The radio transmitter according to one or more embodiments of the present invention changes the frequency of the carrier wave by use of the harmonic wave of the resonance frequency of the transmission antenna. Therefore, the radio transmitter can largely change the transmission output power with ease.

BRIEF DESCRIPTION OF THE DRAWINGS

FIG. 1 shows a configuration of a system according to one embodiment of the present invention;

FIG. 2 conceptually shows a case where an in-vehicle device including an in-vehicle device controlling part is configured with a control element adopting a program control scheme;

FIG. 3 shows a configuration of the in-vehicle device the functions of which are partly realized by different pieces of hardware;

FIG. 4 shows one example of the detailed configuration shown in FIG. 3;

FIG. 5A shows a relation between a duty and transmission output power, and FIG. 5B shows a change of the transmission output power in a case where a harmonic order is changed with the duty being fixed;

FIG. 6 shows a transmission output power gradual reduction table in the embodiment;

FIG. 7 conceptually shows the change of the transmission output power in the embodiment; and

FIG. 8 shows a combination of the duty and the harmonic order.

DETAILED DESCRIPTION

With reference to the drawings, hereinafter, description will be given of one embodiment of the present invention applied to a passive entry system for a vehicle.

First, description will be given of a configuration.

FIG. 1 shows the configuration of the system according to this embodiment. As shown in FIG. 1, an in-vehicle device 10 serves as a “transmitter” and includes an in-vehicle device controlling part 11, a frequency setting and changing part 12, a duty setting part 13 and a modulating part 14. Moreover, an antenna 15 is connected to the in-vehicle device 10 and includes a driving part 16, a switching element 17 and an antenna element 18. Further, a portable device 20 includes a loop antenna part 21, an amplifying part 22, a detecting part 23, a waveform shaping part 24 and a portable device controlling part 25.

Herein, the in-vehicle device 10 including the in-vehicle device controlling part 11 is configured with a control element adopting a program control scheme, that is, circuitry including a microcomputer and a nonvolatile memory; however, the present invention is not limited thereto. For example, functions to be executed by the microcomputer may be partly or entirely realized by different pieces of hardware. In other words, a form for realizing the function is not particularly limited in the present invention.

FIG. 2 conceptually shows the case where the in-vehicle device 10 including the in-vehicle device controlling part 11 is configured with the control element adopting the program control scheme. In FIG. 2, a microcomputer 10 a serves as the in-vehicle device controlling part 11, executes a control program which is previously stored in a memory 10 b, generates a transmission signal by modulating a carrier wave based on predetermined data, and outputs the transmission signal to the driving part 16. The driving part 16 drives the switching element 17 based on the transmission signal, so that the transmission signal is transmitted through the antenna element 18 in a wireless manner.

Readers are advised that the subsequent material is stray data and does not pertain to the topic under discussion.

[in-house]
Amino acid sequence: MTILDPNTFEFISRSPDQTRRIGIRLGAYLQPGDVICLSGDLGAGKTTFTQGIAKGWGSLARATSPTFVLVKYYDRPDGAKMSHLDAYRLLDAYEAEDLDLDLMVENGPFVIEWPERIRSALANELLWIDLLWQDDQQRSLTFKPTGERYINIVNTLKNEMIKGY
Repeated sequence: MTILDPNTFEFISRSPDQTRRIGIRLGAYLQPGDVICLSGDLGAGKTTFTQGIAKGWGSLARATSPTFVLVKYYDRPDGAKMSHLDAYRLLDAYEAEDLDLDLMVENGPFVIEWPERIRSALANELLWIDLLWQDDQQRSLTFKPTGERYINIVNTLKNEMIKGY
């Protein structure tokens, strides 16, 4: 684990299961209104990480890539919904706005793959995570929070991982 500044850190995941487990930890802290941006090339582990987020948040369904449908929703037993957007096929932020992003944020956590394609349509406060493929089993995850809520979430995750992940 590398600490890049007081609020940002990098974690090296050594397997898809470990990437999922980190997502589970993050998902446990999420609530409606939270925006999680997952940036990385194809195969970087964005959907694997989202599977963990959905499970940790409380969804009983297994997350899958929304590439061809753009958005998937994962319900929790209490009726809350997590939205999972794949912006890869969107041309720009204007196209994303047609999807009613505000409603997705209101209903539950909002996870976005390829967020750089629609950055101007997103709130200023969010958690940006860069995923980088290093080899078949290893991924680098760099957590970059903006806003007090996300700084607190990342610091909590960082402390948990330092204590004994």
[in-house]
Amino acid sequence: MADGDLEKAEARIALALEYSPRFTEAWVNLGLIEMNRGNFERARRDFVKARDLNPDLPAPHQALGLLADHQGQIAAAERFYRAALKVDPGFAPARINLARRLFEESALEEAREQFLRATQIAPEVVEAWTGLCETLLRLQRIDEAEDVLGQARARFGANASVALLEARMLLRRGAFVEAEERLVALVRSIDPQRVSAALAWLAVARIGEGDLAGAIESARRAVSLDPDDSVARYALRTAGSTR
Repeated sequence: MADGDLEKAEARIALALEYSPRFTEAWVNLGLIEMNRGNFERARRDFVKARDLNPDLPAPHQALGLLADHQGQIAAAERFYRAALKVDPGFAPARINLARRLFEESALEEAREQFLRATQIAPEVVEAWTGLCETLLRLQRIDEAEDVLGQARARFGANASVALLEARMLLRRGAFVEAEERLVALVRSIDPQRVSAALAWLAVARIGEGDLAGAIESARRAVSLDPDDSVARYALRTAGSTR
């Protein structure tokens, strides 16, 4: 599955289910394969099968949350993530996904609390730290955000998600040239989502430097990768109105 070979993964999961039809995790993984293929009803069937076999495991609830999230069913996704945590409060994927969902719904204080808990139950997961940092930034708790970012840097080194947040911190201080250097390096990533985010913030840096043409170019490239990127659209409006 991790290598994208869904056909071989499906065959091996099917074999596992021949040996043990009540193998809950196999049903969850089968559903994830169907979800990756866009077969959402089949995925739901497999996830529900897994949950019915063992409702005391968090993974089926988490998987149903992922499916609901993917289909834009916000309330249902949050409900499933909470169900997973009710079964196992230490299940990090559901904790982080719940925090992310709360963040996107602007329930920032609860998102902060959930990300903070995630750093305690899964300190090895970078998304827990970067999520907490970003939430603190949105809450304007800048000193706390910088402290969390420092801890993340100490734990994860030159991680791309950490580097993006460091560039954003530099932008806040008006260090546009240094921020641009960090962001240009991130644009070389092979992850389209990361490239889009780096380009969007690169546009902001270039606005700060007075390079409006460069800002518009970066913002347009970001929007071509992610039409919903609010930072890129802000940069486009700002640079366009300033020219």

The microcomputer 10 a performs frequency division on a clock thereof to generate a signal which is repetitively turned on and off at 250 KHz, for example. Then, the microcomputer 10 a outputs the signal to the outside to generate a carrier wave in 125 KHz in a duty ratio of 50%. Based on the predetermined data, further, the microcomputer 10 a outputs the carrier wave in a case where the data is 1 and stops the output of the carrier wave in a case where the data is 0. Thus, the microcomputer 10 a modulates the carrier wave, based on the predetermined data. A change in frequency of the carrier wave can be realized by a change in dividing ratio of the clock. Likewise, a change in duty ratio of the carrier wave can be realized by the change in dividing ratio of the clock.

FIG. 3 shows a configuration in the case where the functions of the in-vehicle device 10 are partly realized by the different pieces of hardware. As shown in FIG. 3, the in-vehicle device 10 further includes a frequency setting part 10 c, a duty setting part 10 d, a frequency changing part 10 e, a carrier wave generating part 10 f and a modulating part 10 g, in addition to the microcomputer 10 a and the memory 10 b.

Herein, the frequency setting part 10 c and the frequency changing part 10 e correspond to the frequency setting and changing part 12 shown in FIG. 1. The duty setting part 10 d corresponds to the duty setting part 13 shown in FIG. 1. The carrier wave generating part 10 f and the modulating part 10 g correspond to the modulating part 14 shown in FIG. 1.

The in-vehicle device controlling part 11 executes a process of regularly controlling the frequency setting and changing part 12 (the frequency setting part 10 c and the frequency changing part 10 e), the duty setting part 13 (the duty setting part 10 d) and the modulating part 14 (the carrier wave generating part 10 f and the modulating part 10 g), generating harmonic response request signals (e.g., a request for sending an ID number) to the portable device 20, and emitting (transmitting) the response request signal to a space via the antenna 15. In the following, this process is referred to as a transmission process.